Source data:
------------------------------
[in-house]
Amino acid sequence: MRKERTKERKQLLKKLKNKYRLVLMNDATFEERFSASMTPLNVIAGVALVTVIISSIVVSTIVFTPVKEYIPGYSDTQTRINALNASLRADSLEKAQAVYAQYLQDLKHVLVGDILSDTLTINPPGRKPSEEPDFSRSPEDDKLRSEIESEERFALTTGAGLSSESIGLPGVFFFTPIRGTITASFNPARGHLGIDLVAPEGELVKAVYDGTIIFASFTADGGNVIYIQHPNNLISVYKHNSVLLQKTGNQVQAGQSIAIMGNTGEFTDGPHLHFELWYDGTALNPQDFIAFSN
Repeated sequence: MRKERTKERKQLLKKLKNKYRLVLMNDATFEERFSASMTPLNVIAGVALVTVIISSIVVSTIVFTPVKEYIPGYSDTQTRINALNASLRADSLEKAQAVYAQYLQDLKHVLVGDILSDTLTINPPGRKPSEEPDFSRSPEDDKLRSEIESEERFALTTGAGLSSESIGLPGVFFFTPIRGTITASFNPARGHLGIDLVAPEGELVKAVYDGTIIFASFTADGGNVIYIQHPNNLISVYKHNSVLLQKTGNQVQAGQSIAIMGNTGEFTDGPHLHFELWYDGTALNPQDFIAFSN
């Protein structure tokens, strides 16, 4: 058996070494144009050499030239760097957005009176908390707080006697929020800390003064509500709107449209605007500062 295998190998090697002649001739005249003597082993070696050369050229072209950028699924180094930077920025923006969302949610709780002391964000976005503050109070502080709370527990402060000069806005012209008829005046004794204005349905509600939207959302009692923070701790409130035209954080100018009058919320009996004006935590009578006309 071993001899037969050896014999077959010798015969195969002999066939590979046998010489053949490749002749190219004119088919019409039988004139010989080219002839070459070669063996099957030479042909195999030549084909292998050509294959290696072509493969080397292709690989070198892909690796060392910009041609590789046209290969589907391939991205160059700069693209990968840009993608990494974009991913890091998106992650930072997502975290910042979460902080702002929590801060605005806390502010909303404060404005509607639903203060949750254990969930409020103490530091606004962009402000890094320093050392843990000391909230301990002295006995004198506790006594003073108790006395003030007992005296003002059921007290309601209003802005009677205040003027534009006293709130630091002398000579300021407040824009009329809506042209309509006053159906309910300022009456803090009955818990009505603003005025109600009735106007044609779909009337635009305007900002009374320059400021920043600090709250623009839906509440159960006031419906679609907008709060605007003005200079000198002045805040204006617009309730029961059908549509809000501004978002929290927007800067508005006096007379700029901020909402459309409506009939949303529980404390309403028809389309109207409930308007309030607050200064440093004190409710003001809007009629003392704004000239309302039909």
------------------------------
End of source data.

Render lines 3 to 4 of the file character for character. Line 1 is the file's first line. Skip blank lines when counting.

Repeated sequence: MRKERTKERKQLLKKLKNKYRLVLMNDATFEERFSASMTPLNVIAGVALVTVIISSIVVSTIVFTPVKEYIPGYSDTQTRINALNASLRADSLEKAQAVYAQYLQDLKHVLVGDILSDTLTINPPGRKPSEEPDFSRSPEDDKLRSEIESEERFALTTGAGLSSESIGLPGVFFFTPIRGTITASFNPARGHLGIDLVAPEGELVKAVYDGTIIFASFTADGGNVIYIQHPNNLISVYKHNSVLLQKTGNQVQAGQSIAIMGNTGEFTDGPHLHFELWYDGTALNPQDFIAFSN
């Protein structure tokens, strides 16, 4: 058996070494144009050499030239760097957005009176908390707080006697929020800390003064509500709107449209605007500062 295998190998090697002649001739005249003597082993070696050369050229072209950028699924180094930077920025923006969302949610709780002391964000976005503050109070502080709370527990402060000069806005012209008829005046004794204005349905509600939207959302009692923070701790409130035209954080100018009058919320009996004006935590009578006309 071993001899037969050896014999077959010798015969195969002999066939590979046998010489053949490749002749190219004119088919019409039988004139010989080219002839070459070669063996099957030479042909195999030549084909292998050509294959290696072509493969080397292709690989070198892909690796060392910009041609590789046209290969589907391939991205160059700069693209990968840009993608990494974009991913890091998106992650930072997502975290910042979460902080702002929590801060605005806390502010909303404060404005509607639903203060949750254990969930409020103490530091606004962009402000890094320093050392843990000391909230301990002295006995004198506790006594003073108790006395003030007992005296003002059921007290309601209003802005009677205040003027534009006293709130630091002398000579300021407040824009009329809506042209309509006053159906309910300022009456803090009955818990009505603003005025109600009735106007044609779909009337635009305007900002009374320059400021920043600090709250623009839906509440159960006031419906679609907008709060605007003005200079000198002045805040204006617009309730029961059908549509809000501004978002929290927007800067508005006096007379700029901020909402459309409506009939949303529980404390309403028809389309109207409930308007309030607050200064440093004190409710003001809007009629003392704004000239309302039909």